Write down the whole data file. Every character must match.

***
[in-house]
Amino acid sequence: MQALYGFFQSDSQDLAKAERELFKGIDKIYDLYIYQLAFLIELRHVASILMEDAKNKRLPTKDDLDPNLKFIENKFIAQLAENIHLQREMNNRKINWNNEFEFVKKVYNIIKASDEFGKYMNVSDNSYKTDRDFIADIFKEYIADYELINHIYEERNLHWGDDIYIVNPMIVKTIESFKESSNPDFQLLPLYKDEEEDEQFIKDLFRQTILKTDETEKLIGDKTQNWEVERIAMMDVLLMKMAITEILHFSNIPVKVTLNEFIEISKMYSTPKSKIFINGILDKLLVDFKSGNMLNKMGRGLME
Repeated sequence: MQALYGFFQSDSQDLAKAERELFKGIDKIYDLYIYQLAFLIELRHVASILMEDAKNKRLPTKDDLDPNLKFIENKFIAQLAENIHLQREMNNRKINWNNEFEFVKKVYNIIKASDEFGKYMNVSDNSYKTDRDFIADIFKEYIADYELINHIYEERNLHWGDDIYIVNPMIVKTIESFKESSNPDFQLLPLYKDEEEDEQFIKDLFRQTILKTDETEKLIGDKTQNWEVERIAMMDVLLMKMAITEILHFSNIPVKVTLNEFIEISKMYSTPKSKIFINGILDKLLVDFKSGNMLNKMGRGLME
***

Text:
[in-house]
Amino acid sequence: MQALYGFFQSDSQDLAKAERELFKGIDKIYDLYIYQLAFLIELRHVASILMEDAKNKRLPTKDDLDPNLKFIENKFIAQLAENIHLQREMNNRKINWNNEFEFVKKVYNIIKASDEFGKYMNVSDNSYKTDRDFIADIFKEYIADYELINHIYEERNLHWGDDIYIVNPMIVKTIESFKESSNPDFQLLPLYKDEEEDEQFIKDLFRQTILKTDETEKLIGDKTQNWEVERIAMMDVLLMKMAITEILHFSNIPVKVTLNEFIEISKMYSTPKSKIFINGILDKLLVDFKSGNMLNKMGRGLME
Repeated sequence: MQALYGFFQSDSQDLAKAERELFKGIDKIYDLYIYQLAFLIELRHVASILMEDAKNKRLPTKDDLDPNLKFIENKFIAQLAENIHLQREMNNRKINWNNEFEFVKKVYNIIKASDEFGKYMNVSDNSYKTDRDFIADIFKEYIADYELINHIYEERNLHWGDDIYIVNPMIVKTIESFKESSNPDFQLLPLYKDEEEDEQFIKDLFRQTILKTDETEKLIGDKTQNWEVERIAMMDVLLMKMAITEILHFSNIPVKVTLNEFIEISKMYSTPKSKIFINGILDKLLVDFKSGNMLNKMGRGLME